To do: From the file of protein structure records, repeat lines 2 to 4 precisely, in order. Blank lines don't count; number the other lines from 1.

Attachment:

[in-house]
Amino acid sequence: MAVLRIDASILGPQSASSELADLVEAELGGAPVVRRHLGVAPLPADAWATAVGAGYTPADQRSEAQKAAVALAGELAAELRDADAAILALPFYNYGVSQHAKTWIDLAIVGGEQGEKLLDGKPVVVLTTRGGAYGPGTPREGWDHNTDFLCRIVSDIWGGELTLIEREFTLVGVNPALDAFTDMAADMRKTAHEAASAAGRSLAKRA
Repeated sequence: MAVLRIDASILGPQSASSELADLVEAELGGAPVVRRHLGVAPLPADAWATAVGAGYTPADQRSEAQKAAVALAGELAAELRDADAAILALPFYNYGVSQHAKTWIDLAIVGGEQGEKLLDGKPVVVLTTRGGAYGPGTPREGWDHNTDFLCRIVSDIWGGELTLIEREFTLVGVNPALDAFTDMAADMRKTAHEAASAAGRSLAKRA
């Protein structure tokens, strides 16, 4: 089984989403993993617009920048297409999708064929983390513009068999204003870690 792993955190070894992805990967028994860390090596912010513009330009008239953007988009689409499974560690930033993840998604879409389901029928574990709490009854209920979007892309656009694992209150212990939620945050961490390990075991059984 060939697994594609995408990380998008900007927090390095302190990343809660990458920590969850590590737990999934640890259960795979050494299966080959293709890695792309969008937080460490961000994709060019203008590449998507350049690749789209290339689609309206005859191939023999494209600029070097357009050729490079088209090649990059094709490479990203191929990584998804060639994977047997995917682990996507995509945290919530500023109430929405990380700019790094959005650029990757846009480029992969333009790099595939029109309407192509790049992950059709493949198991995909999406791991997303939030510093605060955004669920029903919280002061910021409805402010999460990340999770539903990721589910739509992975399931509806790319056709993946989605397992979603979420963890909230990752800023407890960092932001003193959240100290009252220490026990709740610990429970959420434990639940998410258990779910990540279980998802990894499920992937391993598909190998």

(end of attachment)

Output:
Amino acid sequence: MAVLRIDASILGPQSASSELADLVEAELGGAPVVRRHLGVAPLPADAWATAVGAGYTPADQRSEAQKAAVALAGELAAELRDADAAILALPFYNYGVSQHAKTWIDLAIVGGEQGEKLLDGKPVVVLTTRGGAYGPGTPREGWDHNTDFLCRIVSDIWGGELTLIEREFTLVGVNPALDAFTDMAADMRKTAHEAASAAGRSLAKRA
Repeated sequence: MAVLRIDASILGPQSASSELADLVEAELGGAPVVRRHLGVAPLPADAWATAVGAGYTPADQRSEAQKAAVALAGELAAELRDADAAILALPFYNYGVSQHAKTWIDLAIVGGEQGEKLLDGKPVVVLTTRGGAYGPGTPREGWDHNTDFLCRIVSDIWGGELTLIEREFTLVGVNPALDAFTDMAADMRKTAHEAASAAGRSLAKRA
């Protein structure tokens, strides 16, 4: 089984989403993993617009920048297409999708064929983390513009068999204003870690 792993955190070894992805990967028994860390090596912010513009330009008239953007988009689409499974560690930033993840998604879409389901029928574990709490009854209920979007892309656009694992209150212990939620945050961490390990075991059984 060939697994594609995408990380998008900007927090390095302190990343809660990458920590969850590590737990999934640890259960795979050494299966080959293709890695792309969008937080460490961000994709060019203008590449998507350049690749789209290339689609309206005859191939023999494209600029070097357009050729490079088209090649990059094709490479990203191929990584998804060639994977047997995917682990996507995509945290919530500023109430929405990380700019790094959005650029990757846009480029992969333009790099595939029109309407192509790049992950059709493949198991995909999406791991997303939030510093605060955004669920029903919280002061910021409805402010999460990340999770539903990721589910739509992975399931509806790319056709993946989605397992979603979420963890909230990752800023407890960092932001003193959240100290009252220490026990709740610990429970959420434990639940998410258990779910990540279980998802990894499920992937391993598909190998």